SAN JUAN, Texas (Border Report) — An intense heat wave gripping the Rio Grande Valley is spurring an effort to help keep asylum-seekers safe and more comfortable by reestablishing and revamping a migrant camp in Matamoros, Mexico, a Catholic nun who works with migrants tells Border Report.

A make-shift tent is seen at the migrant camp in Matamoros, Mexico, flying the Venezuelan flag. A heat wave is making living conditions in the camp ‘unbearable,’ a nun says. (File Photo Courtesy of Practice Mercy Foundation)

Sister Norma Pimentel, executive director of Catholic Charities of the Rio Grande Valley, says she and Brownsville Bishop Daniel Flores met with Mexican officials on Thursday in Matamoros. She said they have offered to open a hospital in that border city as a shelter to help get thousands of asylum-seekers out of the brutal sun.

If that doesn’t work, she said, they have asked to bring back a migrant camp with more amenities so the families and asylum-seekers can survive the heat.

Temperatures have topped 100 degrees for at least 10 days, and the heat is expected to continue for several more days, according to the National Weather Service.

“It is hard these temperatures are devastating, and to have so many families, especially the kids, in those conditions, you know, it is not easy,” Pimentel told Border Report on Friday from her offices in the border town of San Juan, Texas.

She estimates 3,000 asylum-seekers now are living in tents sprawled up and down the Rio Grande in Matamoros, waiting for the opportunity to come to the United States.

“We experienced it for the length of time that we were there, how hard it was, and they’re there all day, every day for a long time,” she said.

Alma Ruth, founder of the nonprofit Practice Mercy Foundation was at the camp on Monday. She told Border Report “it was heartbreaking” seeing the families suffer.

Since Title 42 was lifted last month, and Title 8 enforcement regulations are in place by the U.S. Department of Homeland Security, Pimentel says that thousands are waiting south of the border.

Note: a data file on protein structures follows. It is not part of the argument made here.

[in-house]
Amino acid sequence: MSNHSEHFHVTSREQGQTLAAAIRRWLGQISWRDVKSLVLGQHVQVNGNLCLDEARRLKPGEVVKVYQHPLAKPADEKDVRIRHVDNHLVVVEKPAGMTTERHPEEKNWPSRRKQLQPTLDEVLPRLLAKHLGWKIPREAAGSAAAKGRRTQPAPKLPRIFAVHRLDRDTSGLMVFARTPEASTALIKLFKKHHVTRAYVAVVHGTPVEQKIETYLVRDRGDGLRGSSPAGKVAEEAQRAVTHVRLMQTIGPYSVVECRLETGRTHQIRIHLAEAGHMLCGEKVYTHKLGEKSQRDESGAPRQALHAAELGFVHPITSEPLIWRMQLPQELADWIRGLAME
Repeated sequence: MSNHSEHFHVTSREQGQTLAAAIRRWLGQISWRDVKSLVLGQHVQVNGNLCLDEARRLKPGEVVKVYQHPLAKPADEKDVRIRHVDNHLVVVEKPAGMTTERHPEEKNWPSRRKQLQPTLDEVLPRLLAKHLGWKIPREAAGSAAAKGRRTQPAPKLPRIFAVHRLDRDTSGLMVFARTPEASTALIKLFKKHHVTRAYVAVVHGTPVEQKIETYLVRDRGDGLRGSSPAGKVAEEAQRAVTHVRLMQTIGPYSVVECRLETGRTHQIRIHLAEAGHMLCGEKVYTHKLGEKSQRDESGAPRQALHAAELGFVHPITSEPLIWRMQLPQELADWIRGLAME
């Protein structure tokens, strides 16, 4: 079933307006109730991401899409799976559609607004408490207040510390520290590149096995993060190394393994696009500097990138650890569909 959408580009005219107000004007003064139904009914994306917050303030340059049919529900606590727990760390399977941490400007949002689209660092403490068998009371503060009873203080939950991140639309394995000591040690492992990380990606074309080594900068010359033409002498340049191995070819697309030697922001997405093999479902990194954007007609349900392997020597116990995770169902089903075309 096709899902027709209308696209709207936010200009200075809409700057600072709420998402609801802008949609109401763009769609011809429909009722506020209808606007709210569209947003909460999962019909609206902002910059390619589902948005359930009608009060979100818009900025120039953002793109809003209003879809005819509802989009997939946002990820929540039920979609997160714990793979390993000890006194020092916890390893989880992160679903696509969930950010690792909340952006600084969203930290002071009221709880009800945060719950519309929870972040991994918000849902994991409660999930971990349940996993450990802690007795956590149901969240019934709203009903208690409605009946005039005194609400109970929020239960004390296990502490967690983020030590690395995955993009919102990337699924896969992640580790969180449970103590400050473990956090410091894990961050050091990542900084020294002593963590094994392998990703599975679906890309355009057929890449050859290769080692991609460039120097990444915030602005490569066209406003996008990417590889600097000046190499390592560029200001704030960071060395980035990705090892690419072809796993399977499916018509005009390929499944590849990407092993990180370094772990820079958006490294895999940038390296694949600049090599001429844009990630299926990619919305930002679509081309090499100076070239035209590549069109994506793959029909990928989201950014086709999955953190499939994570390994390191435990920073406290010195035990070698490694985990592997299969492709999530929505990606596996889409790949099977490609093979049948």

Asylum-seeking migrants make tents from plastic in January 2023 as hundreds began to form a new camp in Matamoros, Mexico, just south of the border. (File Photo Courtesy of Practice Mercy Foundation)

In order to apply for asylum they must have an interview with a U.S. Customs and Border Protection officer, and they must make an appointment on the CBP One app.

As they wait, she says, migrants have even taken over the fenced-in site where a former camp was located. That area had been blocked off, but she says they have now moved into it and pitched whatever plastic they can find to make tents.

“Now they’ve opened up the previous camp that used to be — was isolated — now it’s open as well, because all the space along the river, farther down south, it’s already filled with people as well,” Pimentel said.

The former camp, called Dignity Village, operated from 2019 through 2021. Catholic Charities and other local nonprofits helped to send regular meal service, clothing and supplies. But authorities within the City of Matamoros tried several times to shut down the camp, complaining of the thousands of homeless migrants who occupied that portion of the border city, which was located near a relatively affluent housing subdivision.

Over the winter, families began to populate the area again and by Christmas, there were thousands living along the riverbanks.

Sister Norma Pimentel shows a cross she carved out of wood on Friday, June 23, 2023. (Sandra Sanchez/Border Report)

But the difference is that there are no amenities that the previous camp had, which included banks of toilets, showers, clothes washing stations, potable water, even a few gardens for growing vegetables.

Matamoros officials had prevented this new iteration of the camp from pitching actual tents, but Pimentel says those regulations have been discarded as this heat wave continues.

“Right now whatever there is as a possibility of having to protect the families from the extreme heat, they’re not interfering to let them do that because they need to protect themselves. The sun is unforgivable,” she said. “It’s terrible. The heat is very bad.”

The sun is unforgivable.”

Sister Norma Pimentel, Catholic Charities of the RGV

Getting an appointment on the CBP One app to claim asylum is basically the luck of the draw. She says improvements have been made to the app, but it is still hard for large families to find several appointments together and in the same border city.

“It’s so difficult for some, and for others they are able to cross very soon. Others just continue waiting and trying and trying and it’s that appointment that they want — to be able to enter the United States correctly, safely orderly. And not risk their lives and not go through the river between points of entry. And do it right but it’s it’s not as easy for everybody,” she said.

Catholic Charities accepts donations on its website for cash and other items to help the migrants in Matamoros, Mexico.